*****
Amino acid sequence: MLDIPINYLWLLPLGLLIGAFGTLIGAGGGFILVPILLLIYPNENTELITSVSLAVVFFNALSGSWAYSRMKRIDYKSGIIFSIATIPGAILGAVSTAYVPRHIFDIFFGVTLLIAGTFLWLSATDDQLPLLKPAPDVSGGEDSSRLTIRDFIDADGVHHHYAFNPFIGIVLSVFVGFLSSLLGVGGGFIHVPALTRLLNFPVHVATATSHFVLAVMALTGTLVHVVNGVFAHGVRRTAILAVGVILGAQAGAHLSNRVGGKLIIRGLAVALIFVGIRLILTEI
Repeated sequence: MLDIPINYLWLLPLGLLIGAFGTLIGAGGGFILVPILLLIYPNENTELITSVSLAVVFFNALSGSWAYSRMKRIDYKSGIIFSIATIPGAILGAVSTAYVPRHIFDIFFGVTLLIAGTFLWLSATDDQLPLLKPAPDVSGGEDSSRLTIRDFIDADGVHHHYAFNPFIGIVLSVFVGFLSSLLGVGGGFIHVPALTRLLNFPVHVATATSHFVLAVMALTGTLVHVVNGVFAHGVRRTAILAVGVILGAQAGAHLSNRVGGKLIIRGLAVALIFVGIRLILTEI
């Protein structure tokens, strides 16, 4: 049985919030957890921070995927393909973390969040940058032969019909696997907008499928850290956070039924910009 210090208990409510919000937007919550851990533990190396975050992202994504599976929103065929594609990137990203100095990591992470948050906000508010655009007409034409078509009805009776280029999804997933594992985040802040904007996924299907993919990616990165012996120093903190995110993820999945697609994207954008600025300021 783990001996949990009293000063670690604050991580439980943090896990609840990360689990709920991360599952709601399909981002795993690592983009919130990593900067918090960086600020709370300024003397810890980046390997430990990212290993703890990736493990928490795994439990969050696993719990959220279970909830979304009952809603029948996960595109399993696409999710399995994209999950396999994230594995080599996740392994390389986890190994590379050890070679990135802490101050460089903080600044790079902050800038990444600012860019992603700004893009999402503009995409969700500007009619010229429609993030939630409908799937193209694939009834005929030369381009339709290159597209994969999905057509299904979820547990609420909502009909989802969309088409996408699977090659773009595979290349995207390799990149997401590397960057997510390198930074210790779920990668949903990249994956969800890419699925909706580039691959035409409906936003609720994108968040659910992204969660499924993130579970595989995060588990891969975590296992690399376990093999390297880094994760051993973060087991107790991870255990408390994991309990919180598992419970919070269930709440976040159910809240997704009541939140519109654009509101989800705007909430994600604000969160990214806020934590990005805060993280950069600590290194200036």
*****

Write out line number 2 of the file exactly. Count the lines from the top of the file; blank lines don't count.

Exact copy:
Repeated sequence: MLDIPINYLWLLPLGLLIGAFGTLIGAGGGFILVPILLLIYPNENTELITSVSLAVVFFNALSGSWAYSRMKRIDYKSGIIFSIATIPGAILGAVSTAYVPRHIFDIFFGVTLLIAGTFLWLSATDDQLPLLKPAPDVSGGEDSSRLTIRDFIDADGVHHHYAFNPFIGIVLSVFVGFLSSLLGVGGGFIHVPALTRLLNFPVHVATATSHFVLAVMALTGTLVHVVNGVFAHGVRRTAILAVGVILGAQAGAHLSNRVGGKLIIRGLAVALIFVGIRLILTEI